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From Bradford to Beijing

I wanted to return to the theme, briefly touched-upon in the last blog entry and that's what will happen when computers cease to merely assist us in making discoveries but discover things for themselves. Perhaps things that are too complex for most of us to understand, like abstruse mathematics?

A Professor of Applied Mathematics at Cornell University. Steven Strogatz, argues that we are living in a special window of time, stretching from the dawn of the scientific revolution, 350 years ago, to a point, a few decades into the future. Only people living in this window can say they truly understand the world in which they live. Why is this so? It's because as the volume of knowledge and 'Big Data' continues to expand at a near geometric rate, we are building a web, so tangled and so complex in terms of supporting information and infrastructure, it is rapidly running away from our limited human ability to make sense of it.

Samuel Arbesman, in ARC magazine, argues that the worry begins when we arrive at ideas so complex that even an Einstein, Hawkings or a Kasparov might be defeated and that these might only be understood by one person in a billion, at the very far end of the human spectrum of intelligence. That's of course where machines and analysis come into the picture. Either computers so sophisticated and powerful that they tell us simply what we need to know or a new generation of highly-skilled, data analysts who can tease patterns of useful knowledge and new ideas from a blizzard of data.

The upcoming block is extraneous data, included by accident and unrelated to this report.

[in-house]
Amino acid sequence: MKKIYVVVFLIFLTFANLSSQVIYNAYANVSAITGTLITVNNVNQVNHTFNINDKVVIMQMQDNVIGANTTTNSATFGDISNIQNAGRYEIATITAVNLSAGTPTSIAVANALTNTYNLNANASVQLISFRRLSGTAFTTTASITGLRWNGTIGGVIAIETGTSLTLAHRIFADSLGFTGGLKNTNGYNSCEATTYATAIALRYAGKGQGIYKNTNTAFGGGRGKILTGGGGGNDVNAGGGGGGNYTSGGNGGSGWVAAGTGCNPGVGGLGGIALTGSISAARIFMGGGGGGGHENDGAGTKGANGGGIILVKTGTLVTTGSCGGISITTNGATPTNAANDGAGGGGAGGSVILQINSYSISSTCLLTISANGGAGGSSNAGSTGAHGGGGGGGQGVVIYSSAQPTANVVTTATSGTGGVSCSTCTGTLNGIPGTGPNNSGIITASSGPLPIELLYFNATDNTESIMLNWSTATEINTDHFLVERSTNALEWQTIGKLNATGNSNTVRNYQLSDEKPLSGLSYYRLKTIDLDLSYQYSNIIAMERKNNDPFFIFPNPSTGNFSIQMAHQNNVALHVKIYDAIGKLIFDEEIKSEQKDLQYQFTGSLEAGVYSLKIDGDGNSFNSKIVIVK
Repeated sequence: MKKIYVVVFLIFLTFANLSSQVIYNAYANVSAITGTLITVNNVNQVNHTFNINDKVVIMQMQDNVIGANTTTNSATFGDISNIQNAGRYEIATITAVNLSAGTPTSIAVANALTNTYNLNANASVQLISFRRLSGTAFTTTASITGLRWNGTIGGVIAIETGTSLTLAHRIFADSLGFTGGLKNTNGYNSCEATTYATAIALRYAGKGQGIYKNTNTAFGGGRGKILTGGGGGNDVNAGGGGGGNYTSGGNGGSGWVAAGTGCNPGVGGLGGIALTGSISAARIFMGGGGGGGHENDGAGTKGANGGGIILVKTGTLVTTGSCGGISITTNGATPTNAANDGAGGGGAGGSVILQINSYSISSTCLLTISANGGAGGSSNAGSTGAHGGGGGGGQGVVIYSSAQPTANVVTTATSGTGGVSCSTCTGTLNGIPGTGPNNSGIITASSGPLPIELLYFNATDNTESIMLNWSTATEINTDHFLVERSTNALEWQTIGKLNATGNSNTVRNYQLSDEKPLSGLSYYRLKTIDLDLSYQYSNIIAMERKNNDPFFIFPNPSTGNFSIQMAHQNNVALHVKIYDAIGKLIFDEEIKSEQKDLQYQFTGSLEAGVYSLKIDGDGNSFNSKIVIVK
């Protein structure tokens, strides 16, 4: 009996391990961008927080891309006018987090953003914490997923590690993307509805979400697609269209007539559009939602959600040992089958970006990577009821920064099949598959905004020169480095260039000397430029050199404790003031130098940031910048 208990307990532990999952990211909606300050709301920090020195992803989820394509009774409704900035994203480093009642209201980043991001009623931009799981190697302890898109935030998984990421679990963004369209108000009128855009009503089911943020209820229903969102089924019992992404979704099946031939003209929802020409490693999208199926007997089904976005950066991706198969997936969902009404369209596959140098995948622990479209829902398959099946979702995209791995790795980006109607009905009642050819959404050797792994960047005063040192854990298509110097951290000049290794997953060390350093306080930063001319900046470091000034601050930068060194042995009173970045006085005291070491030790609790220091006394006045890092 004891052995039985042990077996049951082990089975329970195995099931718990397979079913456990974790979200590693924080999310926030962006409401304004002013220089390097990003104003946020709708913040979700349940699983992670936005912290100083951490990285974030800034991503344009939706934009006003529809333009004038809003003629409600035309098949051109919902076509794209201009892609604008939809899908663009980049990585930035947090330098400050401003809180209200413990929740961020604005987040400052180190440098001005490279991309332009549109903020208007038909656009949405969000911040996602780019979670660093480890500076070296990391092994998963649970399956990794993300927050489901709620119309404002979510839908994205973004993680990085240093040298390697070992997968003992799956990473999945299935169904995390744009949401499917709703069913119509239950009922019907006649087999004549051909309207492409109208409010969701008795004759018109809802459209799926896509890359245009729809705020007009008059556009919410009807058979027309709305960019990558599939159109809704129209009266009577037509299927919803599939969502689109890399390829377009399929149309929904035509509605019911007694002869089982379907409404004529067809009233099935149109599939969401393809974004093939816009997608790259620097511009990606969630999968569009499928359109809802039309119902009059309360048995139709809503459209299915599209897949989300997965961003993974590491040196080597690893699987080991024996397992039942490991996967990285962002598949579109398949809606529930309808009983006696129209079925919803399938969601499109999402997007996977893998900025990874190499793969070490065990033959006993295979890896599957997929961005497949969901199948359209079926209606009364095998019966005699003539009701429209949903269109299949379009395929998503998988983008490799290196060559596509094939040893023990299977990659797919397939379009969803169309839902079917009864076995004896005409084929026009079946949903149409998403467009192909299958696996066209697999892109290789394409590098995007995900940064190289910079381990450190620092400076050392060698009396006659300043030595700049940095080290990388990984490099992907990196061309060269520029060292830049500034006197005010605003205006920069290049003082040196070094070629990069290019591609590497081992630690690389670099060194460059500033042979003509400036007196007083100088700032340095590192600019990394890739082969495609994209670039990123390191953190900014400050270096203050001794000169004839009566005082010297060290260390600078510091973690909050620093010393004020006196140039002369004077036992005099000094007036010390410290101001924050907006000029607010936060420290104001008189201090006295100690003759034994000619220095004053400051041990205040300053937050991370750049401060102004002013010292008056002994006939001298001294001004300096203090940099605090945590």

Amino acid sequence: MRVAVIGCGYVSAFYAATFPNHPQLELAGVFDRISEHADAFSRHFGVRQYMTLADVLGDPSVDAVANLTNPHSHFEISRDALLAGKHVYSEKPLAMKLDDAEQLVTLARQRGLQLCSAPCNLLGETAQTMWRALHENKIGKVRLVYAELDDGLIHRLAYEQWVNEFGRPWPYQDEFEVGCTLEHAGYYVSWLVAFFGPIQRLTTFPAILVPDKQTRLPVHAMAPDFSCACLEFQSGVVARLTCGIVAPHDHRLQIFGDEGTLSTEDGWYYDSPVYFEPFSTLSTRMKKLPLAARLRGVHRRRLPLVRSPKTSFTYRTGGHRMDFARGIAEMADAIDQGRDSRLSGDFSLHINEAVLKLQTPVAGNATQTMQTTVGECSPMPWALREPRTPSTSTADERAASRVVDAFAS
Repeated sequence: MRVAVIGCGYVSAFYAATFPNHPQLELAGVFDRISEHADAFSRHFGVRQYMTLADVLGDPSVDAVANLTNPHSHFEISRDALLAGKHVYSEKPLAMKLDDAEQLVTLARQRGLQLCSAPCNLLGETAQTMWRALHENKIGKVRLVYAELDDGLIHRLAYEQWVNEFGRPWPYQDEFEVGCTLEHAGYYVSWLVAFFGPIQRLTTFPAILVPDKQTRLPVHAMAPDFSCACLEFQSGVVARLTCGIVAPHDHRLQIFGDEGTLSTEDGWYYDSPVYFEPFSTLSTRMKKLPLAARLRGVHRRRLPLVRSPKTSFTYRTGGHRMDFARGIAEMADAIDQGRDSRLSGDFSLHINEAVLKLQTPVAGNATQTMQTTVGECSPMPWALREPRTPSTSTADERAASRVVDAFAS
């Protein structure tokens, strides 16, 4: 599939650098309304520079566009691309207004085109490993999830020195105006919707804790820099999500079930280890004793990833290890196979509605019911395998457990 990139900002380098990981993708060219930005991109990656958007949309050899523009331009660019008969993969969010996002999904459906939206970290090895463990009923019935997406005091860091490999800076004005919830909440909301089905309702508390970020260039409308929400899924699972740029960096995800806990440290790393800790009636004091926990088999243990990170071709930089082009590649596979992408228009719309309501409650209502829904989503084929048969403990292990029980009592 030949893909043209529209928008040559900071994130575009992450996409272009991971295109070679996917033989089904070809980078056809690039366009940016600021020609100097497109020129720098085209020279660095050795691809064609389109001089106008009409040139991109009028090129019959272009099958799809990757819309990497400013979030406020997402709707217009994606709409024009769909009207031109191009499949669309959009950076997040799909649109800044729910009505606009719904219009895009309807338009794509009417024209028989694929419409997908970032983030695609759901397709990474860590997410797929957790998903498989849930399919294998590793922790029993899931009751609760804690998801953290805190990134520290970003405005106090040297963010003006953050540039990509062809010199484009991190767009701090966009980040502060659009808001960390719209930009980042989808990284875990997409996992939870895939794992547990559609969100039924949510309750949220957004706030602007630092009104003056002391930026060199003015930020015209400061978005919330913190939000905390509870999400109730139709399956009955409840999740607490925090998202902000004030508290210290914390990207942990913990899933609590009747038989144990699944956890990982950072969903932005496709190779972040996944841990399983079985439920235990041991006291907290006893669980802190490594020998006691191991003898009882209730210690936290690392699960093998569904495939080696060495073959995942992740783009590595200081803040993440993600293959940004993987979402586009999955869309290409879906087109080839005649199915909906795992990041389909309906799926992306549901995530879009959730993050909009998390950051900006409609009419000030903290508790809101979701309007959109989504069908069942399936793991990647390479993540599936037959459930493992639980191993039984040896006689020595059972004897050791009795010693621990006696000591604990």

Personally, I'm not sure where it all ends because quite simply, we haven't started coming to grips with a problem which may start to dominate the computing and economic debate within a decade.

What I do know, is that here in the Western economies, we are completely unprepared, educationally, emotionally and technically, to deal with the post-industrial, data-packed demand that will soon be coming our way. It's like the industrial revolution all over again, except that this time the future won't be born in small towns like Bradford but rather from sprawling mega-cities like Beijing

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